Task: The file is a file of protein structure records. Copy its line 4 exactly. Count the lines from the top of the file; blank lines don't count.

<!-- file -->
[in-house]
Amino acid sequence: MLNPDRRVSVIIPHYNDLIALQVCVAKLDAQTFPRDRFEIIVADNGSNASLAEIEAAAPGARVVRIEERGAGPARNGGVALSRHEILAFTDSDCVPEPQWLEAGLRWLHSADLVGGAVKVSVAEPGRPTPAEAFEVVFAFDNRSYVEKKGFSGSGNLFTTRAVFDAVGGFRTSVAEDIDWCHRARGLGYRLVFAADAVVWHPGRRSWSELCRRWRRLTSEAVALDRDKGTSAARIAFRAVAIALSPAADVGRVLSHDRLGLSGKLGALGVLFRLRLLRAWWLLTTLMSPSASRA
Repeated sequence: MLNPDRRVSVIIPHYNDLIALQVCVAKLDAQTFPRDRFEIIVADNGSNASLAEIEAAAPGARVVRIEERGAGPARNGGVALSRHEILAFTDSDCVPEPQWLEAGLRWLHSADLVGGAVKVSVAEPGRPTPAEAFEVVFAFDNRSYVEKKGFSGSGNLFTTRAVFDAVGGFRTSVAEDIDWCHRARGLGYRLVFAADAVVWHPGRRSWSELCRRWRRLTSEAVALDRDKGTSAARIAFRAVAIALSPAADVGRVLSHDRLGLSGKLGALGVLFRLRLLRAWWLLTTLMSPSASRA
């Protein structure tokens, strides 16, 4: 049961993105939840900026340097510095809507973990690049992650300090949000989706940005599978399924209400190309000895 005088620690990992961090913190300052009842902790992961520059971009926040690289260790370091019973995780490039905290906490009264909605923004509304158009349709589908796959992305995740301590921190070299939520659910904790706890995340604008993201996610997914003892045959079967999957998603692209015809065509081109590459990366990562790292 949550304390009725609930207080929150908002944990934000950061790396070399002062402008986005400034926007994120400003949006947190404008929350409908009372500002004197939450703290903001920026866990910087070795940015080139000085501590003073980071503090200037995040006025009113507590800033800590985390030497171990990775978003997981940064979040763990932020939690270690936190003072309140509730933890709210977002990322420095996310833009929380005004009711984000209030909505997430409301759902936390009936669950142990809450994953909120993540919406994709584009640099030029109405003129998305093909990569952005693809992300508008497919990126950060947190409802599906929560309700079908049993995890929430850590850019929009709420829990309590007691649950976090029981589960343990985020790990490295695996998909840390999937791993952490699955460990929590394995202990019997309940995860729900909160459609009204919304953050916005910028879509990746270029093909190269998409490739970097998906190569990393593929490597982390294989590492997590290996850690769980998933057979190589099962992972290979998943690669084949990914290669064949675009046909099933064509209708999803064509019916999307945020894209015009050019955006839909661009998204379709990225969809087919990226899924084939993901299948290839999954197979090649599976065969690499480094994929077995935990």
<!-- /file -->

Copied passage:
């Protein structure tokens, strides 16, 4: 049961993105939840900026340097510095809507973990690049992650300090949000989706940005599978399924209400190309000895 005088620690990992961090913190300052009842902790992961520059971009926040690289260790370091019973995780490039905290906490009264909605923004509304158009349709589908796959992305995740301590921190070299939520659910904790706890995340604008993201996610997914003892045959079967999957998603692209015809065509081109590459990366990562790292 949550304390009725609930207080929150908002944990934000950061790396070399002062402008986005400034926007994120400003949006947190404008929350409908009372500002004197939450703290903001920026866990910087070795940015080139000085501590003073980071503090200037995040006025009113507590800033800590985390030497171990990775978003997981940064979040763990932020939690270690936190003072309140509730933890709210977002990322420095996310833009929380005004009711984000209030909505997430409301759902936390009936669950142990809450994953909120993540919406994709584009640099030029109405003129998305093909990569952005693809992300508008497919990126950060947190409802599906929560309700079908049993995890929430850590850019929009709420829990309590007691649950976090029981589960343990985020790990490295695996998909840390999937791993952490699955460990929590394995202990019997309940995860729900909160459609009204919304953050916005910028879509990746270029093909190269998409490739970097998906190569990393593929490597982390294989590492997590290996850690769980998933057979190589099962992972290979998943690669084949990914290669064949675009046909099933064509209708999803064509019916999307945020894209015009050019955006839909661009998204379709990225969809087919990226899924084939993901299948290839999954197979090649599976065969690499480094994929077995935990």